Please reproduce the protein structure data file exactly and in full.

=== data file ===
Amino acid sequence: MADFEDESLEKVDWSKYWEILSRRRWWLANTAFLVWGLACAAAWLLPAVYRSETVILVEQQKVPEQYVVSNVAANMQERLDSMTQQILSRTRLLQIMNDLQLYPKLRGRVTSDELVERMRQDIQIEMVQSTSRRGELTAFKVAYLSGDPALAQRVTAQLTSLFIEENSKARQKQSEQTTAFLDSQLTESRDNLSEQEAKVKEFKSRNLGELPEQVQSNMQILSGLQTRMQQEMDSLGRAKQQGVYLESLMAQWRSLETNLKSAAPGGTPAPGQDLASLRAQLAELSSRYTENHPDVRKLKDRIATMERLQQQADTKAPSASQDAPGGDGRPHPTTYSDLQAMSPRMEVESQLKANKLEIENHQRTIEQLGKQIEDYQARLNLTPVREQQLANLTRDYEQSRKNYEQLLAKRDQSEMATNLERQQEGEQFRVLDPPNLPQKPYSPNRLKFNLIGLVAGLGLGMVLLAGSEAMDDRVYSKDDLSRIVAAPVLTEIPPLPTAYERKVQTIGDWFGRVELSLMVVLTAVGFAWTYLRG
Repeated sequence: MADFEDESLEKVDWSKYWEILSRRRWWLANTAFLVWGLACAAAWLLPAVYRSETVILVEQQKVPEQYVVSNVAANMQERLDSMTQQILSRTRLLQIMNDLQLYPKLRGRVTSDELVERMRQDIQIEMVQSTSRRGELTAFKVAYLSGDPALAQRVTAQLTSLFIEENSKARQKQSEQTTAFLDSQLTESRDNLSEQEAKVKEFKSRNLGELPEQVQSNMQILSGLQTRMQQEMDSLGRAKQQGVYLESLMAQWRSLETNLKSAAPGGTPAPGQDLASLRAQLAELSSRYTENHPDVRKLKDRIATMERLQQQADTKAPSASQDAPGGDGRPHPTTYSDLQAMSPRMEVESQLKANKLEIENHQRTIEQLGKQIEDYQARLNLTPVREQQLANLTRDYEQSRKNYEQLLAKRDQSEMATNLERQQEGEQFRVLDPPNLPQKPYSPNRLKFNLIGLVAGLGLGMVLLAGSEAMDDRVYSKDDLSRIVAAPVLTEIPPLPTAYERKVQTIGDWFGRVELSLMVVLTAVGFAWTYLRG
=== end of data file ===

Amino acid sequence: MADFEDESLEKVDWSKYWEILSRRRWWLANTAFLVWGLACAAAWLLPAVYRSETVILVEQQKVPEQYVVSNVAANMQERLDSMTQQILSRTRLLQIMNDLQLYPKLRGRVTSDELVERMRQDIQIEMVQSTSRRGELTAFKVAYLSGDPALAQRVTAQLTSLFIEENSKARQKQSEQTTAFLDSQLTESRDNLSEQEAKVKEFKSRNLGELPEQVQSNMQILSGLQTRMQQEMDSLGRAKQQGVYLESLMAQWRSLETNLKSAAPGGTPAPGQDLASLRAQLAELSSRYTENHPDVRKLKDRIATMERLQQQADTKAPSASQDAPGGDGRPHPTTYSDLQAMSPRMEVESQLKANKLEIENHQRTIEQLGKQIEDYQARLNLTPVREQQLANLTRDYEQSRKNYEQLLAKRDQSEMATNLERQQEGEQFRVLDPPNLPQKPYSPNRLKFNLIGLVAGLGLGMVLLAGSEAMDDRVYSKDDLSRIVAAPVLTEIPPLPTAYERKVQTIGDWFGRVELSLMVVLTAVGFAWTYLRG
Repeated sequence: MADFEDESLEKVDWSKYWEILSRRRWWLANTAFLVWGLACAAAWLLPAVYRSETVILVEQQKVPEQYVVSNVAANMQERLDSMTQQILSRTRLLQIMNDLQLYPKLRGRVTSDELVERMRQDIQIEMVQSTSRRGELTAFKVAYLSGDPALAQRVTAQLTSLFIEENSKARQKQSEQTTAFLDSQLTESRDNLSEQEAKVKEFKSRNLGELPEQVQSNMQILSGLQTRMQQEMDSLGRAKQQGVYLESLMAQWRSLETNLKSAAPGGTPAPGQDLASLRAQLAELSSRYTENHPDVRKLKDRIATMERLQQQADTKAPSASQDAPGGDGRPHPTTYSDLQAMSPRMEVESQLKANKLEIENHQRTIEQLGKQIEDYQARLNLTPVREQQLANLTRDYEQSRKNYEQLLAKRDQSEMATNLERQQEGEQFRVLDPPNLPQKPYSPNRLKFNLIGLVAGLGLGMVLLAGSEAMDDRVYSKDDLSRIVAAPVLTEIPPLPTAYERKVQTIGDWFGRVELSLMVVLTAVGFAWTYLRG